I realized that despite a few lengthy entrees on kibbeh, I had never actually posted a recipe for the classic kibbeh, the Lebanese dumpling made with a meat shell and meat filling. I've only talked about kibbeh a few times here, and because it's so ubiquitous and common to me, I forget that it may not be to everyone else. A true Levantine food blog would probably have at least 10 variations on the meat kind of kibbeh alone. Shame on me, I headed straight to the store to get some lamb and remedy the situation.

Kibbeh is a bit tedious to make, but it usually makes a lot, and they keep and freeze pretty well, and they are very satiating. Essentially, you make a dough out of ground meat, bulgur, and seasonings. This dough is made by processing the meat to very smooth paste, a sort of sticky blob. For those used to the delicate patting-together of hamburgers, this is the exact opposite technique. By grinding up the meat you change to texture of its proteins, helping it adhere together better. This is the same principle as making ground meat kebabs, and how you get them to actually stay wrapped around the skewer.


The kibbeh filling is simply sauteed ground meat, onions, spices, and pine nuts. This kind of kibbeh is almost requisite on any mezzeh table, where people will often dip their kibbeh into a bit of hummus. But kibbeh is also a staple at home, where the fried kibbeh balls can be added to a sauce, such as a warm yogurt sauce, a lemony-tahini sauce, or a sauce of swiss chard and tomatoes, and then served over rice. Yes, it's labor intensive, but it wouldn't be Levantine if it wasn't.


If you have Middle Eastern grocery nearby, you want the finest grade bulgur. I could only find larger bulgur at my local store, but it's just as good, only leaves a slightly more rustic texture. Make sure to work with damp hands to prevent the mixture from sticking. This same kibbeh recipe can be made in a tray (place half the shell on the bottom, filling in the middle, then top with the remaining shell and bake).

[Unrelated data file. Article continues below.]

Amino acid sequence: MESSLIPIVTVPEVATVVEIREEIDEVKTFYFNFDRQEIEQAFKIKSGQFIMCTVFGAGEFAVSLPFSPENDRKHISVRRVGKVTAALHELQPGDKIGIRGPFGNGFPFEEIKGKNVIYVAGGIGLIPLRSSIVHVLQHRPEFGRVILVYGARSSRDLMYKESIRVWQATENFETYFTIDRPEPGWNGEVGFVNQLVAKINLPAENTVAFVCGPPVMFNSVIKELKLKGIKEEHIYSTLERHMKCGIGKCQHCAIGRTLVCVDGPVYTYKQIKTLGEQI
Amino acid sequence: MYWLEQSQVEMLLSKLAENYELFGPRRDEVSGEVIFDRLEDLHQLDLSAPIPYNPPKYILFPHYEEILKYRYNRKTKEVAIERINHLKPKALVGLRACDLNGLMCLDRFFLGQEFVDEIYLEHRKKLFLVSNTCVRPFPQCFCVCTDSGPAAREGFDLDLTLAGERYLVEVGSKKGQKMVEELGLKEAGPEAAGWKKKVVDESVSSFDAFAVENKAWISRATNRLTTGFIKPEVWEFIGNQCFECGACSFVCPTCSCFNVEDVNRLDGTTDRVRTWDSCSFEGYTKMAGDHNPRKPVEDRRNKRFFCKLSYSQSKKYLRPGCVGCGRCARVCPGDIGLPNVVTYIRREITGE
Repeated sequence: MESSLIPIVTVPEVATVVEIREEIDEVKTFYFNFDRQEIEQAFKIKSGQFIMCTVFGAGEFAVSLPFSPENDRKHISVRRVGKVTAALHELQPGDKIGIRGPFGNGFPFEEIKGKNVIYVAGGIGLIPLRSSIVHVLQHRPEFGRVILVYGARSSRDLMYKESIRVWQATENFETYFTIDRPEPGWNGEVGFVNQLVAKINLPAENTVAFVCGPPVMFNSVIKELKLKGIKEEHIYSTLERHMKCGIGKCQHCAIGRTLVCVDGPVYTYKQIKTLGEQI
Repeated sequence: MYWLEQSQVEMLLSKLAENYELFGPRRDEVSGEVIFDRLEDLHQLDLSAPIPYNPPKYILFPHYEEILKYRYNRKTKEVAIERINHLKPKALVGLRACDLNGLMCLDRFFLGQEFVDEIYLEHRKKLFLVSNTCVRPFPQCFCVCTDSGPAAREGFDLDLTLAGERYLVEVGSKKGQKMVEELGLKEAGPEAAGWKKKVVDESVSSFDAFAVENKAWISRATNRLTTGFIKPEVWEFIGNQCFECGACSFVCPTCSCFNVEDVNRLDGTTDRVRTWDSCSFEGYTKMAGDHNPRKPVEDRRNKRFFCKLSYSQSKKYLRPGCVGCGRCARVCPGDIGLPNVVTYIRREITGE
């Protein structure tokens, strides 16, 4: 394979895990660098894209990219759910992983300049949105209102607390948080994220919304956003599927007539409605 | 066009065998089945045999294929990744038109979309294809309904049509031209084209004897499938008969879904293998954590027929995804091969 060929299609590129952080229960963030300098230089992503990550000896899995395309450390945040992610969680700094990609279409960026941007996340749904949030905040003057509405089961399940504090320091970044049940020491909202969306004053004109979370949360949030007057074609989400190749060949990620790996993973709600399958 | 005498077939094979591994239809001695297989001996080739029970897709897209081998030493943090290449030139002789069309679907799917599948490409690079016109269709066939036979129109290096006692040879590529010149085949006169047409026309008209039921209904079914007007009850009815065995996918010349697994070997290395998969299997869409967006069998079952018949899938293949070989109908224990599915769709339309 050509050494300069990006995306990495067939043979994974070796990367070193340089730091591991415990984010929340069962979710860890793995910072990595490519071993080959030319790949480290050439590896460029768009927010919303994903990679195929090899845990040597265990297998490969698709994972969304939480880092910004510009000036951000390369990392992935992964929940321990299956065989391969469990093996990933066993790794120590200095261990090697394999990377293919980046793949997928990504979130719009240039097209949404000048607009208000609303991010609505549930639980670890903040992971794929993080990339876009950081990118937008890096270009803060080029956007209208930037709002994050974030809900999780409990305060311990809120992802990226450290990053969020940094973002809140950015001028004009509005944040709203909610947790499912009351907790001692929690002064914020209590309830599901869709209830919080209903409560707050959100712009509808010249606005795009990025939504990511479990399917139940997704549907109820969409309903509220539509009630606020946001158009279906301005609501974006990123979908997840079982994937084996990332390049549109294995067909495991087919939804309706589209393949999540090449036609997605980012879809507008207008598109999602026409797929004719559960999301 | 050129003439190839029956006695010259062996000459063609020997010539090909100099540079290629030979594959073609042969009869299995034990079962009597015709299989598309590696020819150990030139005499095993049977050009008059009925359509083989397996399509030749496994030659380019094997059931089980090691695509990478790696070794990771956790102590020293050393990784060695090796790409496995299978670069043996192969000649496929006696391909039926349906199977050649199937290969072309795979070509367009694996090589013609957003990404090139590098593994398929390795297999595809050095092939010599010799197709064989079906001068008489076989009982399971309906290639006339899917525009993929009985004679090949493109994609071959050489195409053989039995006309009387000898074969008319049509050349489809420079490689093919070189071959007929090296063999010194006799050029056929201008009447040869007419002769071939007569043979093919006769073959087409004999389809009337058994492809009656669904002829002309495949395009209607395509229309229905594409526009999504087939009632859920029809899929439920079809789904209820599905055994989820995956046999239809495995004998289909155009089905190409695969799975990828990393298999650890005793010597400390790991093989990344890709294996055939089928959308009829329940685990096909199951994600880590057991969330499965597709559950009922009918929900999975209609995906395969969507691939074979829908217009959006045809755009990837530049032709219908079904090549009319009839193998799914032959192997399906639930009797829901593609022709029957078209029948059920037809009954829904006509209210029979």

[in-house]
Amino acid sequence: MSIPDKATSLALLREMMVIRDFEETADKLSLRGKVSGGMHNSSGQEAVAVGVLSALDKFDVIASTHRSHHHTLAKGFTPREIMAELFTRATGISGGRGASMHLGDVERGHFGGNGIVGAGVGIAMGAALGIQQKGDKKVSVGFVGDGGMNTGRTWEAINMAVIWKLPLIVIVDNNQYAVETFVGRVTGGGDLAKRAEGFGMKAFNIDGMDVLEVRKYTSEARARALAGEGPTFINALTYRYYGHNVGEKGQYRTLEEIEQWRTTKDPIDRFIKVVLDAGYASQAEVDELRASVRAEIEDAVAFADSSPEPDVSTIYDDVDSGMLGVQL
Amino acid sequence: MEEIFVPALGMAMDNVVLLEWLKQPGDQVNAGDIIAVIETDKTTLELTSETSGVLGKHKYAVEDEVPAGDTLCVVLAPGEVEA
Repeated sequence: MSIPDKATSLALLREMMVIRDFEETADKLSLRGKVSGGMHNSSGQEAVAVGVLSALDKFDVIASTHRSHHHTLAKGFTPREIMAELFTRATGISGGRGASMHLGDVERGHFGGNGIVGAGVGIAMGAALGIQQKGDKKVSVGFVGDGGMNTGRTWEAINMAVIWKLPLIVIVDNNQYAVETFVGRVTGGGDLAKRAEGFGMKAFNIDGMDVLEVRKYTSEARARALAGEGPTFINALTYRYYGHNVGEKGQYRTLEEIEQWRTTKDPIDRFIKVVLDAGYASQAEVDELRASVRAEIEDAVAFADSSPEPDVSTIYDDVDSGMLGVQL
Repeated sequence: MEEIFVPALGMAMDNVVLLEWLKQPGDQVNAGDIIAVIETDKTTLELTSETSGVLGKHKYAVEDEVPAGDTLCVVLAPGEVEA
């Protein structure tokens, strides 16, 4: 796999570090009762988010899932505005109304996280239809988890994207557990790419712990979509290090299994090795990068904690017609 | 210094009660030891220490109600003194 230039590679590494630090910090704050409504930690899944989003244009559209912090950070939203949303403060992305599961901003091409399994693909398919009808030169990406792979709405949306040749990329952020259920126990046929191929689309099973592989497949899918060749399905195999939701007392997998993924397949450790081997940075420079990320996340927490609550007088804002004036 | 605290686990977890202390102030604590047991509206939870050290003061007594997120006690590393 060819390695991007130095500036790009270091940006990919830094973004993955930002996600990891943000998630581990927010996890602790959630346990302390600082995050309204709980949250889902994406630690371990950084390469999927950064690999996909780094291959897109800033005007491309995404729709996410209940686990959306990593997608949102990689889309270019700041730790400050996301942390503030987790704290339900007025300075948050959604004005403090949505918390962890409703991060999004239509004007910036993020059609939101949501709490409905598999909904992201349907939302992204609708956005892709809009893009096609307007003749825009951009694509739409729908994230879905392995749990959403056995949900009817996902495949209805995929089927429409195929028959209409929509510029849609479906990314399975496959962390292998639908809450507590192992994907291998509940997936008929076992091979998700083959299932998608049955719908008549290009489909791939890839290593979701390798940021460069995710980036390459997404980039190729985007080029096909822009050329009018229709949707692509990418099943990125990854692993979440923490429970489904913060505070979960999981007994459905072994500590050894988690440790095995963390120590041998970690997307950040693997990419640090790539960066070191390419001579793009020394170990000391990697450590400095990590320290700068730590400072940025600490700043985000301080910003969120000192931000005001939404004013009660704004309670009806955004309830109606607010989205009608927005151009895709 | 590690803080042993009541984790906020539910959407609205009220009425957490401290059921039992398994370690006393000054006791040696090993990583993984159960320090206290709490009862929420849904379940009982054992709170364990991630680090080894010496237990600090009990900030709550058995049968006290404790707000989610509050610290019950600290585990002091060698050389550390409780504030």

1 lb ground beef, lamb, or veal, preferably twice-ground by your butcher
1 cup fine grade bulgur
1/2 an onion, diced
1 teaspoon seven-spice mix*
1 tablespoon kosher salt

1 pat of butter
1/2 lb ground lamb
1 onion diced
pinch seven-spice mix plus salt to taste
1/2 cup pinenuts

For the shell:
1. Place the bulgur in a bowl and pour boiling water to cover. Let sit for 5 minutes, until bulgur is softened, then drain any excess water.
2. Place meat in a food processor and process until finely ground, and a somewhat sticky consistency. Add the remaining ingredients (bulgur, onion, seasonings) and process to a smooth paste. Refrigerate for a couple hours.

For the filling:
3. Fry the onion and spices in some butter until the onion is pale golden and caramelized. Add in the lamb and fry until cooked through. Add the pine nuts in the last few minutes just to toast. Set filing aside to cool.

4. Get a bowl of water and a baking sheet lined with plastic wrap. Having the shell and filling ready. Moisten your hands with the water. Take a spoonful of the shell mixture in your hand and press your thumb into the middle to make a cavity. Work the shell around your thumb to make it as thin as possible. Add a small spoonful of filling to the cavity and pinch closed, making a sort of smooth football shape. Continue making kibbeh balls, keeping your hands moist to prevent to meat from sticking.

5. Heat a large pot of oil to 350 F. Add the kibbeh, 3-4 at a time depending on the size of your pot, and fry until crisply browned. Drain on a paper towel. Serve warm or at room temperature.

* Seven Spice Mix: a mixture of black and white pepper, allspice, cinnamon, cloves, nutmeg, and coriander.